Program enters year 3 of nourishing family mealtime

With Thanksgiving and the first night of Hanukkah having been celebrated this week, many families no doubt sat down together for holiday meals. But what about the rest of the year? Are families eating dinner together enough?

A concern over the erosion of family mealtime led to the creation of a pilot program two years ago called Home for Dinner.

The program started small, with three Bay Area synagogues, but has expanded to now include 19 participating organizations — seven in the Bay Area, six in Colorado and six that will be starting n New York in January.

Alan Ross and his children, Danny (left) and Haley, participate in the Home for Dinner program at Congregation Beth El in Berkeley. photo/courtesy deborah sagan-massey

Much of the programming focuses on fifth-graders, but the overall goal of Home for Dinner is to get families to eat dinner together more often, and to enhance and enrich that experience for those who already do eat together regularly.

“In an ideal world, such an initiative might not be needed,” Nigel Savage, executive director of the environmental organization Hazon wrote in a letter about the program. “But in the world that we actually do live in, there’s now a slew of evidence that families indeed need help and encouragement to eat together.”

Hazon developed a curriculum for families and religious educators with a three-year, $70,000 grant from the Covenant Foundation — part of a larger grant to support and nourish Jewish education.

“It’s no surprise that kids and their parents are over-worked and over-stressed,” Hazon staffer Liz Traisin said. “We also repeatedly hear how important it is for families to sit down and have tech-free meals together. The goal of Home for Dinner is to strengthen these mealtimes with rich conversation and Jewish content.”

Poster at Congregation Rodef Sholom in San Rafael

Fifth-grade teachers use 10 lessons from the Hazon curriculum, called Min HaAretz (“from the Earth” in Hebrew). Activities and family experiences include text study, storytelling, music, drama, cooking, eating, composting, planting and building.

Vicky Kelman, a veteran Jewish educator in the Bay Area, originally conceived of the program as a tool to engage parents, whose role seemed increasingly to be restricted to dropping kids off and picking them up.

“That’s not enough,” she said. “That doesn’t do it for the child, for the family, or for the Jewish community.”

Participating Bay Area congregations include Rodef Sholom (San Rafael), Beth El (Berkeley), Kol Shofar (Tiburon), Beth Jacob (Redwood City), Sinai (Oakland) and Etz Chayim (Palo Alto). Edah Community, an afterschool program in Berkeley, is another participant.

Kelman said synagogues with strong parent involvement have incorporated the Home for Dinner program quickly and imaginatively. However, she added, those without a structure for parent participation have had to work harder.

As the program catches on, congregations are experimenting with various iterations.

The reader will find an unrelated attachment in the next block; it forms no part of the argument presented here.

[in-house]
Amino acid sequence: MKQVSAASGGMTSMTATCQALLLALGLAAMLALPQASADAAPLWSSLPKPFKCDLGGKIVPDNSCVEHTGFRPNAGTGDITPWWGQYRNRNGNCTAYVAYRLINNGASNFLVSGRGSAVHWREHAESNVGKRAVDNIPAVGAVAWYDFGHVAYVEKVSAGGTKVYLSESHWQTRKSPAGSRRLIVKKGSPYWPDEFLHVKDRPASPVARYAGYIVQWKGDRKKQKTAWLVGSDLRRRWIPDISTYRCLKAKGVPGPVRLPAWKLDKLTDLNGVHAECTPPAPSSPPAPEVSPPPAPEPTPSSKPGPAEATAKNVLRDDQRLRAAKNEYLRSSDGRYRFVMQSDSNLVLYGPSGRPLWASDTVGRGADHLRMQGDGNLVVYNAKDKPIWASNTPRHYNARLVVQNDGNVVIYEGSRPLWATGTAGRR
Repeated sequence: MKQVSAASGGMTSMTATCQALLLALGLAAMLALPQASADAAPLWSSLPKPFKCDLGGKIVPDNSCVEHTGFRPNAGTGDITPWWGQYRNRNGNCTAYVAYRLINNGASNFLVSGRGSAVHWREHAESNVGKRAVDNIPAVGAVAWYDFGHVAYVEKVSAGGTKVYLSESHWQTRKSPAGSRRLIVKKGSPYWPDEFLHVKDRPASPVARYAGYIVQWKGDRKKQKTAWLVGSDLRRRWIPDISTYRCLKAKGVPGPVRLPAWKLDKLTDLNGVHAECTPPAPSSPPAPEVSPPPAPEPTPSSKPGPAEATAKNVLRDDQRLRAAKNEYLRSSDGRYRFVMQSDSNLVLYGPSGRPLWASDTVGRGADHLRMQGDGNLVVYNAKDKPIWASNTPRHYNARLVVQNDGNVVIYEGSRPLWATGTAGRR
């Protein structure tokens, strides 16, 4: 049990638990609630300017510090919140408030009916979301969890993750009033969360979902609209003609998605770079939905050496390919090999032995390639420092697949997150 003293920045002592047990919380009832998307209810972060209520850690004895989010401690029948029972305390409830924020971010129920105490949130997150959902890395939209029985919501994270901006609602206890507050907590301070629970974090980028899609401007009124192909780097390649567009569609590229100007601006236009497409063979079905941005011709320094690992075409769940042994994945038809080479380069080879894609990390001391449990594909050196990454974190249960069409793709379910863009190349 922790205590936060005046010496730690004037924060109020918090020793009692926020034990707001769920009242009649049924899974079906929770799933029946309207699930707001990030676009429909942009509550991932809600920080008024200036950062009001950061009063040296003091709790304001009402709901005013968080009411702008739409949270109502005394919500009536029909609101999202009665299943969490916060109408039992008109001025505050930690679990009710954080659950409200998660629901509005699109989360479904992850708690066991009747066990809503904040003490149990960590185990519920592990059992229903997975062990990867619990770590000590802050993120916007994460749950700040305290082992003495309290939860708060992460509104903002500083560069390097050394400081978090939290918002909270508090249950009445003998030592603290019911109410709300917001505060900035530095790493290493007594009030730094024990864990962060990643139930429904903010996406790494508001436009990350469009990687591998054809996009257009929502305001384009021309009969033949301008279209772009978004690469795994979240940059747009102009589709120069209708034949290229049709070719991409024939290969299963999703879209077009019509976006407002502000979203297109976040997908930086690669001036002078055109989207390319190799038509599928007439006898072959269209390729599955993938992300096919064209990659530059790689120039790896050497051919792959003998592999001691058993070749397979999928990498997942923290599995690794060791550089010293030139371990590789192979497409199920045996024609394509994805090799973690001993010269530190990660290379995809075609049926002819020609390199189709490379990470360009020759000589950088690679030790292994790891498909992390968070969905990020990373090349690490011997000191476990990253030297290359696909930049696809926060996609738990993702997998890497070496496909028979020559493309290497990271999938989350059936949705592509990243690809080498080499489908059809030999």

Rodef Sholom, for example, has adapted the Hazon materials for K-6 students and has implemented them into its Kol HaMishpacha program, a whole-family approach to traditional religious school.

“It’s great because we’ve been able to go as a family,” said Kol HaMishpacha participant Lisa Krausz, who has children ages 10 and 7. “Right now, we are learning some of the many blessings in Hebrew for different foods: fruits, fragrant herbs. That was really interesting.”

Other adaptations have included “Home for Dinner in a Day” at Temple Sinai, a “Home for Lunch” program at Congregation Beth El in Berkeley, plus some synagogues that have an actual dinner.

Home for Dinner learning lab activity: making sandwiches for a homeless shelter photo/courtesy rodef sholom

Topics that might be discussed at such events include: parents hiding vegetables in mac-and-cheese or other foods in an effort to get their kids to eat healthy foods; issues of food justice and food distribution; questions such as “Is there a difference between eating ‘food’ and eating ‘a meal’?”

Ideally, lessons learned and topics raised are then incorporated into family conversations around the dinner table.

“The family dinner table is a launching pad for crucial life skills and values,” Savage noted, adding that shared family meals also build strong families.

“And strong families, of course, are vital if we’re to create a healthier and more sustainable Jewish community, and a healthier and more sustainable world for all,” he said.

“I love the flexibility of the program, how nimble it is,” said Jonathan Emanuel, religious education director at Kol Shofar in Tiburon. “We have a lot of working parents. We arranged it so when parents come to pick up their kids, they go right into dinner.”

However, funding fell short of what program planners would have liked. “We wanted every site to have a garden coach and a cooking coach,” Kelman said. “We also wanted a psychologist to provide guidance.”

The grant runs out at the end of this school year, and Hazon does not have word yet on whether it will be extended.